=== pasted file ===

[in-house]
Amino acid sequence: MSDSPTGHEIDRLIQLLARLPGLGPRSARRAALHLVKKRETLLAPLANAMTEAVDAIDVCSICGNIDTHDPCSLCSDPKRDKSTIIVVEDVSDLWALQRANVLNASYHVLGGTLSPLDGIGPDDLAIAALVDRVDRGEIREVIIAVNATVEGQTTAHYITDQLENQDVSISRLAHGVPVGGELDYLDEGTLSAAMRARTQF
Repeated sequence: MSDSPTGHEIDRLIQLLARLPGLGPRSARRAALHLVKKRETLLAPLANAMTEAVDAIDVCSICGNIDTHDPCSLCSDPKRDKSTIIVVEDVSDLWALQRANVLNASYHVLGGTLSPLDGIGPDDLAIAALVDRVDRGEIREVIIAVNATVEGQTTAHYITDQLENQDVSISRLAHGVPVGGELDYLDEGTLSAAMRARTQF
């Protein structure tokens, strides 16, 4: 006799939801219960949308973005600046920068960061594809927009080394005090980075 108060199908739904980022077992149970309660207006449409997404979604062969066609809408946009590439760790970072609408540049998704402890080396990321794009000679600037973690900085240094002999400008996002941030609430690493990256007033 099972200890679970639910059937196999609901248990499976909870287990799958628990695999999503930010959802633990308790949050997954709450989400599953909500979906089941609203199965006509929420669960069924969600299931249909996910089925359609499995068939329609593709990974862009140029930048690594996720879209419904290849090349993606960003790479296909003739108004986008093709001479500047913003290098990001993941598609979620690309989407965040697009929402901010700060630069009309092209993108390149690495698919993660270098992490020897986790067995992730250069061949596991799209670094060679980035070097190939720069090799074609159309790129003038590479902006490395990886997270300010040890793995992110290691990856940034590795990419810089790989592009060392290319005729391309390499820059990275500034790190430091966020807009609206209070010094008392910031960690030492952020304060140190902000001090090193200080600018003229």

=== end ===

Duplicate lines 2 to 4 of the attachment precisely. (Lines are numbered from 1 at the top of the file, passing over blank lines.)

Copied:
Amino acid sequence: MSDSPTGHEIDRLIQLLARLPGLGPRSARRAALHLVKKRETLLAPLANAMTEAVDAIDVCSICGNIDTHDPCSLCSDPKRDKSTIIVVEDVSDLWALQRANVLNASYHVLGGTLSPLDGIGPDDLAIAALVDRVDRGEIREVIIAVNATVEGQTTAHYITDQLENQDVSISRLAHGVPVGGELDYLDEGTLSAAMRARTQF
Repeated sequence: MSDSPTGHEIDRLIQLLARLPGLGPRSARRAALHLVKKRETLLAPLANAMTEAVDAIDVCSICGNIDTHDPCSLCSDPKRDKSTIIVVEDVSDLWALQRANVLNASYHVLGGTLSPLDGIGPDDLAIAALVDRVDRGEIREVIIAVNATVEGQTTAHYITDQLENQDVSISRLAHGVPVGGELDYLDEGTLSAAMRARTQF
């Protein structure tokens, strides 16, 4: 006799939801219960949308973005600046920068960061594809927009080394005090980075 108060199908739904980022077992149970309660207006449409997404979604062969066609809408946009590439760790970072609408540049998704402890080396990321794009000679600037973690900085240094002999400008996002941030609430690493990256007033 099972200890679970639910059937196999609901248990499976909870287990799958628990695999999503930010959802633990308790949050997954709450989400599953909500979906089941609203199965006509929420669960069924969600299931249909996910089925359609499995068939329609593709990974862009140029930048690594996720879209419904290849090349993606960003790479296909003739108004986008093709001479500047913003290098990001993941598609979620690309989407965040697009929402901010700060630069009309092209993108390149690495698919993660270098992490020897986790067995992730250069061949596991799209670094060679980035070097190939720069090799074609159309790129003038590479902006490395990886997270300010040890793995992110290691990856940034590795990419810089790989592009060392290319005729391309390499820059990275500034790190430091966020807009609206209070010094008392910031960690030492952020304060140190902000001090090193200080600018003229």